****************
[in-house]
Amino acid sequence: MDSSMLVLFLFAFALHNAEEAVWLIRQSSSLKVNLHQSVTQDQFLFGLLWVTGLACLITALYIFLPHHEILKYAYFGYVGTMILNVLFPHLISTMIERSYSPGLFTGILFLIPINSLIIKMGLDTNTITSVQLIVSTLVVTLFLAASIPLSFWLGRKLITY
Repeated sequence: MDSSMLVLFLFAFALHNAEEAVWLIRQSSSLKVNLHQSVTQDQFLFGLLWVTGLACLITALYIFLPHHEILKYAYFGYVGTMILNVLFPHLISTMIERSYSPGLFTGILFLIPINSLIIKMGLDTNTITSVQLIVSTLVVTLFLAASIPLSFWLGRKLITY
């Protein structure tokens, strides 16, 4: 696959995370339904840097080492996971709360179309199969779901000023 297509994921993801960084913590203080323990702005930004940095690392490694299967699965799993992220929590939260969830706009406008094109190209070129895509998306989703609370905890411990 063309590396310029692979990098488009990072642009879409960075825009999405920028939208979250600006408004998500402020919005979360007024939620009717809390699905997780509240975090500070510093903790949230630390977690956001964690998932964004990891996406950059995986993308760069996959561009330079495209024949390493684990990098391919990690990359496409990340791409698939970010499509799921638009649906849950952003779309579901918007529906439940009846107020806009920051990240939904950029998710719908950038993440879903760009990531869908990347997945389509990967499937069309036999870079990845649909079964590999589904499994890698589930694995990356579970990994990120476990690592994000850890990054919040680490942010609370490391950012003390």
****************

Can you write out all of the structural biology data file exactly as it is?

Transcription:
[in-house]
Amino acid sequence: MDSSMLVLFLFAFALHNAEEAVWLIRQSSSLKVNLHQSVTQDQFLFGLLWVTGLACLITALYIFLPHHEILKYAYFGYVGTMILNVLFPHLISTMIERSYSPGLFTGILFLIPINSLIIKMGLDTNTITSVQLIVSTLVVTLFLAASIPLSFWLGRKLITY
Repeated sequence: MDSSMLVLFLFAFALHNAEEAVWLIRQSSSLKVNLHQSVTQDQFLFGLLWVTGLACLITALYIFLPHHEILKYAYFGYVGTMILNVLFPHLISTMIERSYSPGLFTGILFLIPINSLIIKMGLDTNTITSVQLIVSTLVVTLFLAASIPLSFWLGRKLITY
């Protein structure tokens, strides 16, 4: 696959995370339904840097080492996971709360179309199969779901000023 297509994921993801960084913590203080323990702005930004940095690392490694299967699965799993992220929590939260969830706009406008094109190209070129895509998306989703609370905890411990 063309590396310029692979990098488009990072642009879409960075825009999405920028939208979250600006408004998500402020919005979360007024939620009717809390699905997780509240975090500070510093903790949230630390977690956001964690998932964004990891996406950059995986993308760069996959561009330079495209024949390493684990990098391919990690990359496409990340791409698939970010499509799921638009649906849950952003779309579901918007529906439940009846107020806009920051990240939904950029998710719908950038993440879903760009990531869908990347997945389509990967499937069309036999870079990845649909079964590999589904499994890698589930694995990356579970990994990120476990690592994000850890990054919040680490942010609370490391950012003390």